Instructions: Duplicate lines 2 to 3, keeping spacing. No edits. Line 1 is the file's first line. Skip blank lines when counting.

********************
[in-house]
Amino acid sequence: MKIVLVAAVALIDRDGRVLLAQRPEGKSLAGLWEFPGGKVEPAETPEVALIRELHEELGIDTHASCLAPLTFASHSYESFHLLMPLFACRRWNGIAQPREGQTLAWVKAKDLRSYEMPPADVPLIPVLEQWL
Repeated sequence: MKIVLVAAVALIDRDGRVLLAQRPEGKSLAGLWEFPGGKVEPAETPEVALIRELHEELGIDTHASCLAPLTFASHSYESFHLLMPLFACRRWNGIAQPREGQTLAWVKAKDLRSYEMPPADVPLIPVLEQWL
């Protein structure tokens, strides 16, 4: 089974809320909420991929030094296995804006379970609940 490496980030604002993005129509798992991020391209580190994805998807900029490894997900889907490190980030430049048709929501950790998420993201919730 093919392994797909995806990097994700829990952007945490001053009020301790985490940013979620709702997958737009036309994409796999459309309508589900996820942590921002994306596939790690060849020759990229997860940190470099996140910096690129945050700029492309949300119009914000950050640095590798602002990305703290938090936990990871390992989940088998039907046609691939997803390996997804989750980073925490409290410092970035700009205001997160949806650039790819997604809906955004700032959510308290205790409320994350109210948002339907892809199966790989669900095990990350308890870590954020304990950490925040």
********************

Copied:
Amino acid sequence: MKIVLVAAVALIDRDGRVLLAQRPEGKSLAGLWEFPGGKVEPAETPEVALIRELHEELGIDTHASCLAPLTFASHSYESFHLLMPLFACRRWNGIAQPREGQTLAWVKAKDLRSYEMPPADVPLIPVLEQWL
Repeated sequence: MKIVLVAAVALIDRDGRVLLAQRPEGKSLAGLWEFPGGKVEPAETPEVALIRELHEELGIDTHASCLAPLTFASHSYESFHLLMPLFACRRWNGIAQPREGQTLAWVKAKDLRSYEMPPADVPLIPVLEQWL